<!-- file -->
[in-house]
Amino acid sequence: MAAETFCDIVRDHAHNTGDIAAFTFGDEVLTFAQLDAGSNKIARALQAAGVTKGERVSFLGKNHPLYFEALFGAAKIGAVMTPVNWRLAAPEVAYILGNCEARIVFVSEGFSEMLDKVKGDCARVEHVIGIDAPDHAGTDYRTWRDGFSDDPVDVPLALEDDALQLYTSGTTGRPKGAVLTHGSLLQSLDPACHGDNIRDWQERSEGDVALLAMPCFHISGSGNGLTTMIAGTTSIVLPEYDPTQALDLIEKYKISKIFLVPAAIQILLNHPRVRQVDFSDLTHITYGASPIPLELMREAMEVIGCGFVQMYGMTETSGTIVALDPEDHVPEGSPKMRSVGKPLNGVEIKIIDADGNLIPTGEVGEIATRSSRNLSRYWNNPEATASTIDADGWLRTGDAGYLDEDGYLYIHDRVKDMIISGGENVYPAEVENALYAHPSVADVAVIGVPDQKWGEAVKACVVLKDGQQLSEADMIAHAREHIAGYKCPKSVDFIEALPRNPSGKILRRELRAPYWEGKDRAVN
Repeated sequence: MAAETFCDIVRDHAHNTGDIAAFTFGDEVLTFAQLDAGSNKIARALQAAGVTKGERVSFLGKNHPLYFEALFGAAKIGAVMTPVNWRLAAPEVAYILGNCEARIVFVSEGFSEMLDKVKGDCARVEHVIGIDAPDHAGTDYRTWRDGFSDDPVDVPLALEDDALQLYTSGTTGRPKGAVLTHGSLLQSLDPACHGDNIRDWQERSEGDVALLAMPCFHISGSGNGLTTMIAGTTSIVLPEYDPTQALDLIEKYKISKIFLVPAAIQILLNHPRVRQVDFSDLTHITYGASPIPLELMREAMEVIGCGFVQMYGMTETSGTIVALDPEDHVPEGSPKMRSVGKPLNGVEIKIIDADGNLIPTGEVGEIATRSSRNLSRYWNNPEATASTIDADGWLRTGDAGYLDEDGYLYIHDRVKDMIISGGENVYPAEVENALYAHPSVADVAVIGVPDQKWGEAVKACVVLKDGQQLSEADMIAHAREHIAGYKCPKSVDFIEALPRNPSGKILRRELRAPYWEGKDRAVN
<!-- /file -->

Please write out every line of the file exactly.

[in-house]
Amino acid sequence: MAAETFCDIVRDHAHNTGDIAAFTFGDEVLTFAQLDAGSNKIARALQAAGVTKGERVSFLGKNHPLYFEALFGAAKIGAVMTPVNWRLAAPEVAYILGNCEARIVFVSEGFSEMLDKVKGDCARVEHVIGIDAPDHAGTDYRTWRDGFSDDPVDVPLALEDDALQLYTSGTTGRPKGAVLTHGSLLQSLDPACHGDNIRDWQERSEGDVALLAMPCFHISGSGNGLTTMIAGTTSIVLPEYDPTQALDLIEKYKISKIFLVPAAIQILLNHPRVRQVDFSDLTHITYGASPIPLELMREAMEVIGCGFVQMYGMTETSGTIVALDPEDHVPEGSPKMRSVGKPLNGVEIKIIDADGNLIPTGEVGEIATRSSRNLSRYWNNPEATASTIDADGWLRTGDAGYLDEDGYLYIHDRVKDMIISGGENVYPAEVENALYAHPSVADVAVIGVPDQKWGEAVKACVVLKDGQQLSEADMIAHAREHIAGYKCPKSVDFIEALPRNPSGKILRRELRAPYWEGKDRAVN
Repeated sequence: MAAETFCDIVRDHAHNTGDIAAFTFGDEVLTFAQLDAGSNKIARALQAAGVTKGERVSFLGKNHPLYFEALFGAAKIGAVMTPVNWRLAAPEVAYILGNCEARIVFVSEGFSEMLDKVKGDCARVEHVIGIDAPDHAGTDYRTWRDGFSDDPVDVPLALEDDALQLYTSGTTGRPKGAVLTHGSLLQSLDPACHGDNIRDWQERSEGDVALLAMPCFHISGSGNGLTTMIAGTTSIVLPEYDPTQALDLIEKYKISKIFLVPAAIQILLNHPRVRQVDFSDLTHITYGASPIPLELMREAMEVIGCGFVQMYGMTETSGTIVALDPEDHVPEGSPKMRSVGKPLNGVEIKIIDADGNLIPTGEVGEIATRSSRNLSRYWNNPEATASTIDADGWLRTGDAGYLDEDGYLYIHDRVKDMIISGGENVYPAEVENALYAHPSVADVAVIGVPDQKWGEAVKACVVLKDGQQLSEADMIAHAREHIAGYKCPKSVDFIEALPRNPSGKILRRELRAPYWEGKDRAVN